Last Friday, Switzerland’s KOF leading indicator came in well below expectations. To make matters worse, the prior month was revised lower. With the world talking about both recession and facing massive inflation, it would appear the Swiss Franc would be in a good position. Particularly considering that unlike its neighbors, Switzerland has just 3.4% inflation in the latest measure.
With a better performing economy, the SNB has substantial room to raise rates and keep policy steady. But that room might start to shrink substantially if the economy starts to flag. Hence, a lot more attention could be on leading financial indicators, and that could leave investors potentially looking to take advantage of Swissie strength to be a little more worried.
The issue that’s worrying people
The thing is, Switzerland is a highly-export oriented country, and has a lot of exposure to the EuzoZone. But not just the EuroZone, where the economy is still growing, relatively speaking. But specifically to Germany, Switzerland’s largest trade partner. Even bigger than the US, Germany accounts for 15% of Switzerland’s trade. And Germany just reported zero growth in the last quarter.
The big difference, though, is that ECB is supervising Germany’s economy, which has been very hesitant to tighten rates despite rising inflation. The SNB doesn’t appear to have such hesitancy. So, even if the underlying economic fundamentals aren’t as rosy as they were, Swiss monetary policy could be tighter than the EuroZone. But, given the trade connection between the two, it would be unsurprising if the SNB policy actively considers or even anticipates ECB policy. Particularly if the anti-fragmentation tool is seen as working and the ECB finally starts to take inflation seriously.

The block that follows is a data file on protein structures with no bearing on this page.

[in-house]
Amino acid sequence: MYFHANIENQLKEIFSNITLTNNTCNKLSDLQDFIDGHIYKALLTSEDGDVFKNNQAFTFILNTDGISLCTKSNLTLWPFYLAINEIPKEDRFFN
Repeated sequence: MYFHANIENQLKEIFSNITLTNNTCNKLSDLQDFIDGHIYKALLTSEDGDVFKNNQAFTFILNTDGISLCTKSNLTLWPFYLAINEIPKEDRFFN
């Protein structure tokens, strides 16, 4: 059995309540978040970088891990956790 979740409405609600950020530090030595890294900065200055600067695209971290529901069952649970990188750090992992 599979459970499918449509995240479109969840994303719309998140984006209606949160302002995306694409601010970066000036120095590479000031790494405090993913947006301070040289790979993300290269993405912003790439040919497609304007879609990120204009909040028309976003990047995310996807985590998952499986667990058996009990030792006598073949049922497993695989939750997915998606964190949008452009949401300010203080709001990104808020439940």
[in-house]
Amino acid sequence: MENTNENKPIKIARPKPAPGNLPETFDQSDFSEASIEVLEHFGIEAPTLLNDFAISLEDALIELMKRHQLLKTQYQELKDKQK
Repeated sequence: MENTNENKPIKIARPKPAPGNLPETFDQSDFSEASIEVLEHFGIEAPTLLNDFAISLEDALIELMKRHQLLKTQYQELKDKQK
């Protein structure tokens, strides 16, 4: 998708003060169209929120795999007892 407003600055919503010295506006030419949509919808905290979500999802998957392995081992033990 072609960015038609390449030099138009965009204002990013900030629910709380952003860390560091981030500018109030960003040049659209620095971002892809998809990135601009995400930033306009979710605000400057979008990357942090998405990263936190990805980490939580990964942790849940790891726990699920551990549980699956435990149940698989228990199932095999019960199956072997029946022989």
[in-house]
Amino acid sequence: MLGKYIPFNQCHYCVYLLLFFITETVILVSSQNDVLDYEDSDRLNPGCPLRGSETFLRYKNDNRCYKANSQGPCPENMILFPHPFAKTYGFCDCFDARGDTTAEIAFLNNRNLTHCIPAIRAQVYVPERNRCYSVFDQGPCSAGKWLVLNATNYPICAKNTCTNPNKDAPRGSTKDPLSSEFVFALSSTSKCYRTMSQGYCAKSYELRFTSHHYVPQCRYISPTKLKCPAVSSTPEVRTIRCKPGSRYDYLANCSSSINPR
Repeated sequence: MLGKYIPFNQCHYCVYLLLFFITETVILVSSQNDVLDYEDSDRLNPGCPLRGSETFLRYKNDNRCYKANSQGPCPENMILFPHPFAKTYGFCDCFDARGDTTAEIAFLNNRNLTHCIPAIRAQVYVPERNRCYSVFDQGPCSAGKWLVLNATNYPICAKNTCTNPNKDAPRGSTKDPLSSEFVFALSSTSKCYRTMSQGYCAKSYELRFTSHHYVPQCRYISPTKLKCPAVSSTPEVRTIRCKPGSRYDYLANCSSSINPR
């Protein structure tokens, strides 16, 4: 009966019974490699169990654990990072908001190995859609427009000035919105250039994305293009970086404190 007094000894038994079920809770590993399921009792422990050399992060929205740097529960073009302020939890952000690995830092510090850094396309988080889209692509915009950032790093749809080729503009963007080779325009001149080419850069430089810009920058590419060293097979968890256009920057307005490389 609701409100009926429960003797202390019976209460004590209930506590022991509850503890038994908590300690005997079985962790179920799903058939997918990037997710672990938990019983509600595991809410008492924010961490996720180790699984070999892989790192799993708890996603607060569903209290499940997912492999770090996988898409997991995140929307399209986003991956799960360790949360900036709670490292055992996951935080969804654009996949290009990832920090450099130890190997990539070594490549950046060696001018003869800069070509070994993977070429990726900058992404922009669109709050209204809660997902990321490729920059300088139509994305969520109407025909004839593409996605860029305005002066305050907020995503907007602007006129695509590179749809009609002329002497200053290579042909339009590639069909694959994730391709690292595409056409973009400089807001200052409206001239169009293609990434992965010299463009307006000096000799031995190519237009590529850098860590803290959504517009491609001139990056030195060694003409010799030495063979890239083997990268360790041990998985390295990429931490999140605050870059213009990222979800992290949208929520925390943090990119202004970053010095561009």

What to look out for
Traders looking for a haven might be mindful of a ceiling for SNB’s policy, which could be constrained by economic activity. The SNB is much more mindful of the impact its policy has on Swiss exporters and the overall economy than comparable central banks. They didn’t hesitate to take the markets completely by surprise to raise rates by 50bps. Now that the ECB has followed the SNB higher, Swiss rates are -0.25 and behind the shared economy. Unless there are major signs of a market downturn, the market could be pricing in another SNB rate hike.
Swiss consumer confidence has been trending lower and missing expectations since the middle of the pandemic recovery last year. Analysts are forecasting it will fall further to -29 from -18 at the last release. That would be the worst result since the bottom of the pandemic.
On the other hand, Swiss Manufacturing PMI for July expectations remain still somewhat upbeat, if also falling substantially. The consensus is for the survey to show 57.4 compared to 59.1. While still in expansion territory, it’s still would be the worst result since before covid vaccines were available. We should also note that through the rest of Europe, almost all PMIs have missed expectations, which might be a sign of what’s to come with the Swiss data.